Devolution in Kenya is still in its early stages, and there have been growing pains with complications relating to funding and concerns over governance, but a spate of new initiatives is looking to increase momentum at the county level on both industrial and social development indicators.
Improving local prospects
The Senate, Kenya’s upper legislative house, introduced in May the 2014 County Industrial Development Bill, which is aimed at increasing manufacturing and secondary activity at the county level. The bill supports the establishment of the County Industrial Development Board, whose primary role will be to support local governments in creating and evaluating viable industrial development proposals.
Crucially, the new bill also proposes the establishment of a fund, seeded with capital from donors at the national government, to finance development of industrial activity at the local level, under the discretion of the County Industrial Development Board.
Officials are looking to leverage the role of local governments in improving social development in communities. In June, Anne Waiguru, the cabinet secretary for devolution and planning, announced plans for a new procurement programme that would mandate just under one-third of all tenders at both the national and county levels to be allocated to bidders owned by youth, women and people with disabilities.
Making policy local
The actual process of devolution formally began following the March 2013 elections, three years after the passage of the amended constitution in 2010 that made devolution a legal reality.
Kenya’s newly-formed 47 counties take over from 8 provincial administrations, 175 local authorities, and the roughly 540 various sub-national administrative bodies, according to a World Bank study.
According to the 2010 constitution, the national government and the counties are to be perceived as equal and without any authority over each other. But in practice under the current transition phase, the counties are to an extent under national control and supervision and confusion over the details has already created some disputes. Local governments were given authority over issues such as agriculture, health care and public transport, as well as the ability to raise funds through local taxes. The national government still controls overall economic policy, national security and education.
Funding has been one of the more contentious areas of the devolution process. The bulk of the money for most of the 47 counties comes from direct transfers via the Commission on Revenue Allocation (CRA), a body created by the 2010 constitution to determine the amount of financial transfers to the counties.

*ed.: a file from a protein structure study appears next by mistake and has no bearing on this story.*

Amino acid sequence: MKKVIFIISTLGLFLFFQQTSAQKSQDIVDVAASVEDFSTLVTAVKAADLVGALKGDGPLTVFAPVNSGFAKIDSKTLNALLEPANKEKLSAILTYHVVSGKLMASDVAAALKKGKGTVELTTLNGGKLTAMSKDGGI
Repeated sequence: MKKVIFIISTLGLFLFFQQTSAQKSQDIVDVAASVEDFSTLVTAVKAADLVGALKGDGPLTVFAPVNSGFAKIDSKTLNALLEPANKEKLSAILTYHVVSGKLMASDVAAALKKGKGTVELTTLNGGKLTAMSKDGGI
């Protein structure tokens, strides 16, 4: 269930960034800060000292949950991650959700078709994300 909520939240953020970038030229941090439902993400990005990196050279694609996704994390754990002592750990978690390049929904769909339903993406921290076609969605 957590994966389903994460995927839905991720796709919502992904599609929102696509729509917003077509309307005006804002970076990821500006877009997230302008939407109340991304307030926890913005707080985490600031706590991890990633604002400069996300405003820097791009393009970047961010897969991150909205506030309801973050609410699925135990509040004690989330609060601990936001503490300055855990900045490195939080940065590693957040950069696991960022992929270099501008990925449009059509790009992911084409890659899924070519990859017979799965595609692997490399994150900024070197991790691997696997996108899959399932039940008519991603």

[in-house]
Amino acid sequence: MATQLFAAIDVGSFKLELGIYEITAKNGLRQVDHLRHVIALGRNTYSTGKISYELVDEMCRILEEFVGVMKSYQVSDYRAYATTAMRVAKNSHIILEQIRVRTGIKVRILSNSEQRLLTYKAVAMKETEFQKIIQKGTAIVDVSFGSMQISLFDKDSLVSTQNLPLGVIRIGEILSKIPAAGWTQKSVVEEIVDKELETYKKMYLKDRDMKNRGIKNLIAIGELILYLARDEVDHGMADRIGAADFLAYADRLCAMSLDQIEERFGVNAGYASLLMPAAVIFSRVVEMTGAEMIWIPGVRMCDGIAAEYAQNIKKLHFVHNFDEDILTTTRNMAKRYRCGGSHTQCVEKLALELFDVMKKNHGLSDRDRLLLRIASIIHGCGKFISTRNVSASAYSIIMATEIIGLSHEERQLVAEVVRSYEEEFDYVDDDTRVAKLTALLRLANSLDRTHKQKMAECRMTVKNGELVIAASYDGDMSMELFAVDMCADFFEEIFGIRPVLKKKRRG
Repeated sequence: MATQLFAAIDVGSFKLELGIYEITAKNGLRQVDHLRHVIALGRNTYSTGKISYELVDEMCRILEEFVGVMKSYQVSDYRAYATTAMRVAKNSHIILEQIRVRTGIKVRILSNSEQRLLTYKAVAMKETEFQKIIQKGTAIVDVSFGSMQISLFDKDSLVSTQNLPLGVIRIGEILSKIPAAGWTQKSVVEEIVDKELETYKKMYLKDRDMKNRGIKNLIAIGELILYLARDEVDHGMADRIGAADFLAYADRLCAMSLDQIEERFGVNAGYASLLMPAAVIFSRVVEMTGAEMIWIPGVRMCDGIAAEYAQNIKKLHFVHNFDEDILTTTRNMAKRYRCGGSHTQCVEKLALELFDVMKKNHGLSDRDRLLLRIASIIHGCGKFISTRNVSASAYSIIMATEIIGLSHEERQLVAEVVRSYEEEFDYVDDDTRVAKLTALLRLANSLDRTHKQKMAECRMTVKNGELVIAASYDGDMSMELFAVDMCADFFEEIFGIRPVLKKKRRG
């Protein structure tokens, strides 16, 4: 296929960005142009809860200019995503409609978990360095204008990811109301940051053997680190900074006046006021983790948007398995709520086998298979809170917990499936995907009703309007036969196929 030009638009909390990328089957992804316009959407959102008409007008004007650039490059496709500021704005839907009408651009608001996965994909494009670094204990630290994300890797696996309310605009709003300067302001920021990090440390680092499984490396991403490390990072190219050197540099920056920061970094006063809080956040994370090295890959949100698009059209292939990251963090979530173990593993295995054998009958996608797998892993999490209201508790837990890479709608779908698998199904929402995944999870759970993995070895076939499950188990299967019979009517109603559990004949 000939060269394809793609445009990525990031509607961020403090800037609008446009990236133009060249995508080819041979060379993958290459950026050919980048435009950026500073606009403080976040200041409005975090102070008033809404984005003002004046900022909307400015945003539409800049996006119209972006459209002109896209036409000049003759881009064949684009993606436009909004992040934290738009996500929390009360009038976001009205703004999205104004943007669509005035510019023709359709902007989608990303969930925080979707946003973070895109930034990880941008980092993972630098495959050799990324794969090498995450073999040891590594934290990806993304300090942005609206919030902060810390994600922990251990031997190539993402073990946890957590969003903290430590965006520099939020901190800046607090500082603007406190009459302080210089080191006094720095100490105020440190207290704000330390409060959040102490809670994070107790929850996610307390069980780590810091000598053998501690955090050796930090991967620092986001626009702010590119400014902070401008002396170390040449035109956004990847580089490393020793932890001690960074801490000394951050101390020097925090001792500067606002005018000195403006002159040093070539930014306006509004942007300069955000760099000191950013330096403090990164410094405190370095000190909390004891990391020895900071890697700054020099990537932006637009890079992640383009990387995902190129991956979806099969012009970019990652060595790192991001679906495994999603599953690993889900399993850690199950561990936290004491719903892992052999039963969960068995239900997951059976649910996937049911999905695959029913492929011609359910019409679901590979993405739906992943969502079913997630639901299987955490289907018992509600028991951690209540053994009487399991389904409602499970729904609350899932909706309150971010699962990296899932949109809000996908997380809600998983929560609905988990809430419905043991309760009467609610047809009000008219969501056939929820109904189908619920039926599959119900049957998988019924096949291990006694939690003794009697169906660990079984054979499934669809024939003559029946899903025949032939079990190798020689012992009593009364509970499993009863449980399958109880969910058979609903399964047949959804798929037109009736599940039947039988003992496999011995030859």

While the legislature and National Treasury can lobby to change the allocations, the CRA’s job is to apply a set formula based on population and human development measures to determine how the 47 counties share their budget as well as determine the split between national and devolved governments. According to national government sources, the counties received about 30% of the overall budget over the last 2 years, although the minimum they can be allocated under the existing disbursement formula is 15% with the remaining 84.5% going to the national government and a half a percent going to a fund to aid marginalised areas.
For their inaugural budgeting years, according to the CRA, county budgets totalled KS210bn ($2.4bn), and ranged from the KS2.2bn ($25.1m) planned expenditure of Lamu County to the KS30.3bn ($345.1m) in Kisii. CRA analysis shows that overall 69% of revenue will come from national transfers, and 31% from elsewhere. Eleven counties planned a budget surplus and a further 11 aimed to break even. Eight counties anticipated a budget deficit of more than 20%.
Kenya’s devolution so far has been comparatively smooth but implementing a devolution process – something that involves a substantial overhaul of governing structures at both the local and national level – can be an extremely complex process and the risks are significant. As has been seen in devolution experiences elsewhere, such as Nigeria and Indonesia, the potential for graft and corruption through the creation of new bureaucratic systems is increased, and funding streams may prove erratic in the early days.
“Countries around the world implementing decentralisation reforms have repeatedly found themselves struggling with increased corruption, elite capture, and deterioration in service delivery,” according to a 2011 World Bank report on the topic.
Kenya has not been immune from some of those struggles. Earlier this year, in May 2014, Embu governor Martin Wambora was impeached by the Senate and removed from office over allegations of mismanagement and corruption.
As a result, the government has increasingly sought to tighten oversight over county officials and reduce loopholes. In July, for example, local press stated that Deputy President William Ruto and the council of governors had reached an agreement to issue regulations that limited publicly-funded overseas trips and travel by local officials.
There have been other moves to tighten fiscal behaviour. The Public Finance Management Act of 2012 holds counties to a set of fiscal-responsibility principles, such as allocating a minimum of 30% of spending on development and using debt financing for development only and not for recurring expenditure. In early 2014 a state-wide audit of hiring and wages was ordered, and counties were instructed to put recruitment on hold temporarily.
The process of devolving power from Nairobi to the counties will take some time, as will providing the evidence of any of the broader benefits of Kenya’s newly-formed governance system. However, providing local communities with greater stakes in policy-making and planning will likely provide a significant boost to headline growth and development indicators in the long-term.